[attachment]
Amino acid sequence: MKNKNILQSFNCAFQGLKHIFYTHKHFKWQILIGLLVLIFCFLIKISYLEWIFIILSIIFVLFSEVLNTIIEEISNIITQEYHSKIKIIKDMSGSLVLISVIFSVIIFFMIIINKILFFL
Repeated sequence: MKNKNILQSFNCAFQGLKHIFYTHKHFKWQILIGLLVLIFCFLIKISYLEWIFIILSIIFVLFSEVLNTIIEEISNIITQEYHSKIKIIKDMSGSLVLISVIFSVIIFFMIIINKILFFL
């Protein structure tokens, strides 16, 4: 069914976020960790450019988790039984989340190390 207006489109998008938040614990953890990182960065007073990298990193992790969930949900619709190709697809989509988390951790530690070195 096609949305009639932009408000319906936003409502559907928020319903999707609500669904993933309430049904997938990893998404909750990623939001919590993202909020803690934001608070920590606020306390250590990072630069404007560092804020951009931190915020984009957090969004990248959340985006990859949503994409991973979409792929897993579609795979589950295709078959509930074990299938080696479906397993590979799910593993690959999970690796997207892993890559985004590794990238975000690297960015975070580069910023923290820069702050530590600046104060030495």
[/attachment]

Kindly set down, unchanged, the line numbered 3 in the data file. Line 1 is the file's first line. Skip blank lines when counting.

């Protein structure tokens, strides 16, 4: 069914976020960790450019988790039984989340190390 207006489109998008938040614990953890990182960065007073990298990193992790969930949900619709190709697809989509988390951790530690070195 096609949305009639932009408000319906936003409502559907928020319903999707609500669904993933309430049904997938990893998404909750990623939001919590993202909020803690934001608070920590606020306390250590990072630069404007560092804020951009931190915020984009957090969004990248959340985006990859949503994409991973979409792929897993579609795979589950295709078959509930074990299938080696479906397993590979799910593993690959999970690796997207892993890559985004590794990238975000690297960015975070580069910023923290820069702050530590600046104060030495």